The recently released decision of Coutinho v. Ocular Health Centre Ltd. 2021 ONSC 3076, may cause headaches for many employers within Ontario who have been required to layoff their employees due to COVID-19 restrictions.
As a starting point, a constructive dismissal for common law purposes occurs in the circumstance where an employer unilaterally imposes a layoff, in the absence of an express contractual clause allowing them to do so.
After COVD-19 commenced, the Ontario government introduced O. Reg. 228/20, Infectious Disease Emergency Leave regulation under the Employment Standards Act, 2000, S.O. 2000. c.41 (the “ESA”), otherwise known as IDEL. Under section 4 of IDEL, an employee is deemed to be on the leave if the employee’s hours of work were temporarily reduced or eliminated by the employer related to COVID-19. For the purposes of the Act, an employee is deemed to be on IDEL, and under section 7 of the Regulation, a temporary reduction in wages or elimination of the employee’s hours of work due to COVID-19 would not constitute constructive dismissal. Employers rightly believed that these statutory measures would provide some protection against allegations of constructive dismissal under the ESA.
Queue the Coutinho decision.
The decision involved an ophthalmic clinic (“Ocular”), and an office manager. At the time COVID-19 occurred, there was a dispute in the clinic over various corporate and business issues. On April 28, 2020, a lawyer for Ocular’s clinic wrote to clinicians alleging that they had failed to comply with COVID-19 guidelines in relation to their practices. Things got heated, and the clinic changed the locks on April 30, 2020. The employee arrived and was told that she would not be allowed entry. She was advised via a letter, that the clinic was closed and that they would be placing her on temporary layoff.
She sued for constructive dismissal on June 1, 2020 and sought all of her statutory and common law entitlements, including termination pay.
Ocular argued that IDEL applied, and as such, that she was not entitled to argue that she was constructively dismissed. Ocular argued that the Regulation made it clear that the employee was deemed to be on emergency leave, and that the temporary elimination of her employment or work hours did not constitute constructive dismissal.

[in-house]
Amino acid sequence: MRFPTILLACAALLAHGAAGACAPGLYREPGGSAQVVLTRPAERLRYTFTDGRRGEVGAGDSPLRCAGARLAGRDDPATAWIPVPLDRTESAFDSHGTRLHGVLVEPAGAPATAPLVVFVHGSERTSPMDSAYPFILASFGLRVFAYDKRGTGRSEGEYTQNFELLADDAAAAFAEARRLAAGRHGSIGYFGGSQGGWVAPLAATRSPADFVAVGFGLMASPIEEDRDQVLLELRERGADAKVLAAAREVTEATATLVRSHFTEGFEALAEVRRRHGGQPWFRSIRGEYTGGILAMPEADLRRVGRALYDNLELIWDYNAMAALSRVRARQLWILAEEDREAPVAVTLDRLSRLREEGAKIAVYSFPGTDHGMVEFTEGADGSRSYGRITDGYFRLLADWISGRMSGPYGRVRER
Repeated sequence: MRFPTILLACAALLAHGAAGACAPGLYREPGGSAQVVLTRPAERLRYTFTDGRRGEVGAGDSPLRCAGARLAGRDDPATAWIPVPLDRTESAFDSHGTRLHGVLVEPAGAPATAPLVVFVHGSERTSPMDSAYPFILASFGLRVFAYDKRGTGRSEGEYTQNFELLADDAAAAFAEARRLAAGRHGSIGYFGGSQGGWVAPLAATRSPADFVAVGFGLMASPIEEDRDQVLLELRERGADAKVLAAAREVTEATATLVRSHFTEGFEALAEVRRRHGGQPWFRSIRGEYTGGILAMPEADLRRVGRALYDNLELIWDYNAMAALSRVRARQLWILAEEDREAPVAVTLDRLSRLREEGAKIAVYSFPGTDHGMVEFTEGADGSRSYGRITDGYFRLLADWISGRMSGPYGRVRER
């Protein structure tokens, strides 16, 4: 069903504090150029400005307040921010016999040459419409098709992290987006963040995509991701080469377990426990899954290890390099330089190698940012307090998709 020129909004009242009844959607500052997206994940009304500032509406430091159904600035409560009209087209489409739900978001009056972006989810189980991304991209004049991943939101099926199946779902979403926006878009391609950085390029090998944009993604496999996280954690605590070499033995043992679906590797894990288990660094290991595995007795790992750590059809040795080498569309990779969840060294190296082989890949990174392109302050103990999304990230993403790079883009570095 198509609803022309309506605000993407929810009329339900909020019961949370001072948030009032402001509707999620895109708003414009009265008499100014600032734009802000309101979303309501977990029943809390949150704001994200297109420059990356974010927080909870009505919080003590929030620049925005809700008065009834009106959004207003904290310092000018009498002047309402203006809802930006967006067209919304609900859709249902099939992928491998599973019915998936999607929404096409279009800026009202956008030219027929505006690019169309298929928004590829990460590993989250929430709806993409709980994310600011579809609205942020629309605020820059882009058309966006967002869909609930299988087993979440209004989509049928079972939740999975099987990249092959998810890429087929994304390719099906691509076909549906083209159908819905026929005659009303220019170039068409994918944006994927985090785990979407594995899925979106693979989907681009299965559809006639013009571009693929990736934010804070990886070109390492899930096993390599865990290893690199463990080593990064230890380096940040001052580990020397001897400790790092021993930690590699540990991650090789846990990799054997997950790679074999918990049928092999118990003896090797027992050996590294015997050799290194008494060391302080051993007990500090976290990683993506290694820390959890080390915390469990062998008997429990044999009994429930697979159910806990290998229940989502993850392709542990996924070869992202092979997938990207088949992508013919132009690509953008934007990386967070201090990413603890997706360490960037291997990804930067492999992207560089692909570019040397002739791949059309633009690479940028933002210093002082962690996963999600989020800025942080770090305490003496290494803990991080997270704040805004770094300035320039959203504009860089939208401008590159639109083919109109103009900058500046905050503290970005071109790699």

The employee argued that nothing in the ESA removed her rights to sue for constructive dismissal at common law. After reviewing the arguments, the Court made the determination that the Regulation does not remove the individual’s common law right to sue for constructive dismissal.
Specifically, the Court indicated that the starting point for examining the issue was section 8(1) of the ESA. Section 8 of the ESA states that “no civil remedy of an employee against his or her employer is affected by this Act”. The Court at paragraph 43, further indicated that “it is not possible to reconcile the interpretation of the IDEL Regulation urged by Ocular with the section of the statute which unequivocally provides that an employee’s civil remedy against her employee shall not be affected by any provision of the Act.”
Basically, the Court determined that section 7 of IDEL is limited by section 8 of the ESA, and it is not possible to reconcile the two clauses to limit a constructive dismissal argument for common law purposes. To further its view in this regard, it reviewed the guide from the Ministry of Labour, entitled “Your Guide to the Employment Standards Act: temporary changes to ESA rules”. The Court noted that under the constructive dismissal portion of the guide it said as follows:
These rules affect only what constitutes a constructive dismissal under the ESA. These rules do not address what constitutes a constructive dismissal at common law.
The Court noted that while the Guide was not binding on the Court, it was of assistance in order to offer insight into the intention behind the IDEL regulation, including that it does not affect an employee’s common law right to advance a civil claim of constructive dismissal. The Court also determined that the employee should be entitled to her statutory entitlements, indicating she was constructively dismissed, subject to a determination of the cause argument brought by Ocular.
It strains logic to suggest that the employee is entitled to any statutory termination pay on the basis of constructive dismissal when the legislation specifically precluded such a result. The Court is not entitled to disregard such a clear statutory requirement and in our view, the decision is wrong.
The decision has the potential to impact employers who have temporarily laid off employees relying on these statutory amendments as a measure of protection against allegations of constructive dismissal in the midst of a pandemic. Given this decision, in the circumstance where employers have laid off employees absent these express contractual provisions entitling them to do so, an employer is at risk of a constructive dismissal lawsuit. If you have any questions as to whether the decision would apply to your situation, please contact us.
Authored by: Travis Ujjainwalla
The material presented in this blog is to present general information on the subject matter and should not be regarded or relied upon as legal advice or opinion.